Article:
Is Nick Foles the Next Sam Bradford?

Not every NFL quarterback can hope to achieve a career as successful as that of Tom Brady. In fact, the average quarterback spends just 4.44 years in the league. Those who manage to hang around longer than that deserve credit for being better than most of their peers, even if they do fall short of superstar status.

One current quarterback who falls into that good but not great category is Nick Foles. Foles’ career has followed a trajectory surprisingly like that of his contemporary Sam Bradford, whose playing days now appear to be done. Here we take a closer look at Bradford’s accomplishments in the NFL, highlight his similarities with Foles, and point out one key difference between the two quarterbacks.

Sam Bradford’s NFL career

Bradford played three years for the University of Oklahoma before the Saint Louis Rams selected him with the first pick in the 2010 NFL Draft. Bradford’s first year in the league was a promising one. He set the NFL record for the most completions thrown by a rookie, earning himself the NFL Offensive Rookie of the Year award in the process.

During his rookie seasons, Bradford threw for 3,512 yards, completing 354 passes on 590 attempts, giving him a completion rate of exactly 60.0%. Based on that performance, expectations were high going into Bradford’s sophomore season. Unfortunately, both he and the Rams struggled mightily. Hampered by an ankle injury most of the season, in 10 games Bradford threw for just 2,164 yards, with a completion rate of 53.5%.

He bounced back in his third season in 2012, before tearing his ACL seven games into the 2013 season. He missed all of the 2014 season with the injury, and in March 2015, the Rams traded him to the Philadelphia Eagles for Nick Foles. Bradford had one solid season with the Eagles before they traded him to the Minnesota Vikings for a first-round pick.

Bradford had a career season with the Vikings in 2016, throwing 3,877 yards with a completion rate of 71.6%. Bradford played just two games the next season, however. In 2018, he signed a two-year deal with the Arizona Cardinals, but played only three games for them. He was inactive for several weeks before the Cardinals let him go. He hasn’t played in the NFL since.

Similarities between Sam Bradford and Nick Foles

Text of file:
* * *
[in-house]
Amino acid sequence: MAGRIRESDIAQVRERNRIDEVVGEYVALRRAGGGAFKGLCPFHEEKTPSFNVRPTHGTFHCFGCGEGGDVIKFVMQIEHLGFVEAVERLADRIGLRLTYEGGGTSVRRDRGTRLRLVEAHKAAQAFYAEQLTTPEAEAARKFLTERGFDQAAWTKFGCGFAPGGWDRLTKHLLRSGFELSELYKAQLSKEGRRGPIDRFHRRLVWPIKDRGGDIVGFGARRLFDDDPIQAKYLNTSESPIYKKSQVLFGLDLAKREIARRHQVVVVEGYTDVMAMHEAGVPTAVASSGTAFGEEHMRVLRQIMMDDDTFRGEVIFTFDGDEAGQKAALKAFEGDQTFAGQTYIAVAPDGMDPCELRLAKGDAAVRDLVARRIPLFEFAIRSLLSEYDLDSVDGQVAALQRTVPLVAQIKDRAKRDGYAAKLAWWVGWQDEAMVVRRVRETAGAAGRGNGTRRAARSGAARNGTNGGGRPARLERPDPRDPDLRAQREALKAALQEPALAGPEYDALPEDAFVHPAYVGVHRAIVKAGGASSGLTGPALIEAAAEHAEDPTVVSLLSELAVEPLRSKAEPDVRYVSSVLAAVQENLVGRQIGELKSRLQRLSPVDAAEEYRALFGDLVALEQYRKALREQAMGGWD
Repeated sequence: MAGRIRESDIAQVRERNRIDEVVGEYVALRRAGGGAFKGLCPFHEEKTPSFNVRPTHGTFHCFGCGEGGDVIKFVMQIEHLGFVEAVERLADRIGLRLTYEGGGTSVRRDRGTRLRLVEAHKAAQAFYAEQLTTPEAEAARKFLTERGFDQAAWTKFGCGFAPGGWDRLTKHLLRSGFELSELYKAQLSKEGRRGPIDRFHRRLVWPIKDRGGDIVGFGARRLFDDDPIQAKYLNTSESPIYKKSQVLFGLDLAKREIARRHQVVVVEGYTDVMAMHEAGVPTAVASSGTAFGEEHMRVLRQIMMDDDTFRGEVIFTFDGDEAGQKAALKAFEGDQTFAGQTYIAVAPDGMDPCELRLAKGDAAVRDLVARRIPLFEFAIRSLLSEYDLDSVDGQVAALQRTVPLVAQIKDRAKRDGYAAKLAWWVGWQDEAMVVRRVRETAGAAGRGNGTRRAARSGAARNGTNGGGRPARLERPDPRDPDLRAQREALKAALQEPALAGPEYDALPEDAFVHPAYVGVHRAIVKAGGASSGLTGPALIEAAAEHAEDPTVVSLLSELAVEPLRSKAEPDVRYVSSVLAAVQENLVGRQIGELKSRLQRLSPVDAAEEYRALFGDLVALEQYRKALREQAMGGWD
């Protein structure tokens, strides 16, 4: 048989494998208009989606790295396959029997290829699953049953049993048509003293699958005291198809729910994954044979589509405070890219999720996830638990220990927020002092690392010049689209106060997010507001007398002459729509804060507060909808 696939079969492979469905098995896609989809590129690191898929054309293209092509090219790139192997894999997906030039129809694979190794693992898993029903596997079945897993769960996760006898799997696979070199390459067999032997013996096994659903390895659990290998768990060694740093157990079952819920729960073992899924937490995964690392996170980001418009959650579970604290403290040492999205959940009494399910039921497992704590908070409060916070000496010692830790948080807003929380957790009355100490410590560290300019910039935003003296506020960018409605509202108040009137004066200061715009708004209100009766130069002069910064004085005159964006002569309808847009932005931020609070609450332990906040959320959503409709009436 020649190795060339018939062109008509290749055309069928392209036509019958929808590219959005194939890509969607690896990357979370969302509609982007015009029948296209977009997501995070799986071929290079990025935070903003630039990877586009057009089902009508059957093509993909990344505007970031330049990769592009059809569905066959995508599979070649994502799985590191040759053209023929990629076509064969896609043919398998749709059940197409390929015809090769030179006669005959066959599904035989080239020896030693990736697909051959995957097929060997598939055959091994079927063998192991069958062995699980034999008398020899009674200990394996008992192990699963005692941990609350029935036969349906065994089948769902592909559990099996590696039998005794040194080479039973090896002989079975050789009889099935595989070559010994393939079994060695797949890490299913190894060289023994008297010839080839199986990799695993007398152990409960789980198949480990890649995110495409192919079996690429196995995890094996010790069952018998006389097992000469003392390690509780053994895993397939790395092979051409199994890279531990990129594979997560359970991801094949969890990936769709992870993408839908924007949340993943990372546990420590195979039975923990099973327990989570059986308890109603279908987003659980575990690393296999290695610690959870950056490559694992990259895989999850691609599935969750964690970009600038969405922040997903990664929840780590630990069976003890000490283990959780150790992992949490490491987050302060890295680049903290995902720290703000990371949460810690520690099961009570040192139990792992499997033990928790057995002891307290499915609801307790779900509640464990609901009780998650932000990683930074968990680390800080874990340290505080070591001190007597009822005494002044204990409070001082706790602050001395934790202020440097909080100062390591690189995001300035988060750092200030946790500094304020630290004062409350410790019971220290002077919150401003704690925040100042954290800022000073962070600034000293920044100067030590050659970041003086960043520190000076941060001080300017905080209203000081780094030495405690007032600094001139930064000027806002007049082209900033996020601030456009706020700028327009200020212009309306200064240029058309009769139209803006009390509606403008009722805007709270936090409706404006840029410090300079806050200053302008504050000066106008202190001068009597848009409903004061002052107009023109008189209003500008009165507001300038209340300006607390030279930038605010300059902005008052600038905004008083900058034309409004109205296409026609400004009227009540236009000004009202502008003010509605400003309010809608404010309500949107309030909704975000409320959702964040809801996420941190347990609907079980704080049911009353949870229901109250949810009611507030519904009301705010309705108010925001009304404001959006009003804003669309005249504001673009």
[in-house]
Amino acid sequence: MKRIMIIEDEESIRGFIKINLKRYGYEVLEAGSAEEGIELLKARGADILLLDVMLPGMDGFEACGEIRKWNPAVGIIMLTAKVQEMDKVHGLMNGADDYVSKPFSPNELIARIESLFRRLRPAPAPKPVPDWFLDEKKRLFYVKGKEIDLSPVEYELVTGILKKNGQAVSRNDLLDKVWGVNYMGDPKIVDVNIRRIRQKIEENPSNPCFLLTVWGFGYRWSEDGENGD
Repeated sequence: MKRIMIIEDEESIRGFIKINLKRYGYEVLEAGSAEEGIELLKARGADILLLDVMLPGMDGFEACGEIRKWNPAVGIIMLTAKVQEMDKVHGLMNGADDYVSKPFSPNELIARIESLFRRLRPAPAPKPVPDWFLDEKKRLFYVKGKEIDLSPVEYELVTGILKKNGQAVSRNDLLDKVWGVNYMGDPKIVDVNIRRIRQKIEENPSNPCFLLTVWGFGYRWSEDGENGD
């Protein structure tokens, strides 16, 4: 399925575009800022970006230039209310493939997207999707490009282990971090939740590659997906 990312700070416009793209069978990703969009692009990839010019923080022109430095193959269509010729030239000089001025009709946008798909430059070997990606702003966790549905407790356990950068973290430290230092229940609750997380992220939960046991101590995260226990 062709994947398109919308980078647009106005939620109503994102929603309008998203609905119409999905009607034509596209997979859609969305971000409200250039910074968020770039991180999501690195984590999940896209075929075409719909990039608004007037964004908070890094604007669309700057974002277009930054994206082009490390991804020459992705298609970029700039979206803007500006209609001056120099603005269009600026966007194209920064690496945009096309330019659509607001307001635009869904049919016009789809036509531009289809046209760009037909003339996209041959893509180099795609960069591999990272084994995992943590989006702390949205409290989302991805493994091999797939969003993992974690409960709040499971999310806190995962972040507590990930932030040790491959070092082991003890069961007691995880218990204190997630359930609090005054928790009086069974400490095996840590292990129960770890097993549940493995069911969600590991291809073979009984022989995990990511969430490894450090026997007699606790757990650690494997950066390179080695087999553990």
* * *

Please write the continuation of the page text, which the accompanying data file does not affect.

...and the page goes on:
Like Bradford, Foles has bounced around a lot in his eight-year NFL career. The Philadelphia Eagles drafted him in the third round of the 2012 NFL draft, only to trade him to the Rams (for Bradford) after three seasons. Since then, Foles played a year for the Kansas City Chiefs, returned to Philadelphia for two seasons, and last year played for the Jacksonville Jaguars.

Although Foles was never as prolific a passer as Bradford (he never broke the 3,000 yards marker in any season), statistically the two still have a lot in common. Foles has a career completion rate of 61.9%, while Bradford’s career average was 62.5%.

Foles has a career touchdown percentage of 4.2%, while Bradford averaged 3.5%. Foles threw for 7.0 yards per attempt, while Bradford averaged 6.6.

Another similarity between the two is that both have made huge amounts of money in the NFL. Bradford leads the way here, having earned in excess of $130 million during his nine seasons. Many consider Bradford the single most overpaid player of his generation. Foles, meanwhile, has made $62 million during his eight years in the league.

The one big difference between Sam Bradford and Nick Foles

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Although the two quarterbacks have had similar career trajectories, and match up pretty evenly on paper, one key difference exists between them. Despite being arguably a slightly better player, Bradford never managed to win a Super Bowl. Foles, on the other hand, led the Eagles to a championship victory in 2017, as part of his second stint with the team.

Not only that, but Foles took home Super Bowl MVP honors for the key role he played in the game. He also set a new Super Bowl record, by becoming the first player to both throw and catch a touchdown pass. Foles racked up 373 yards in the game, with three touchdowns coming on a highly accurate 28 of 43 passing.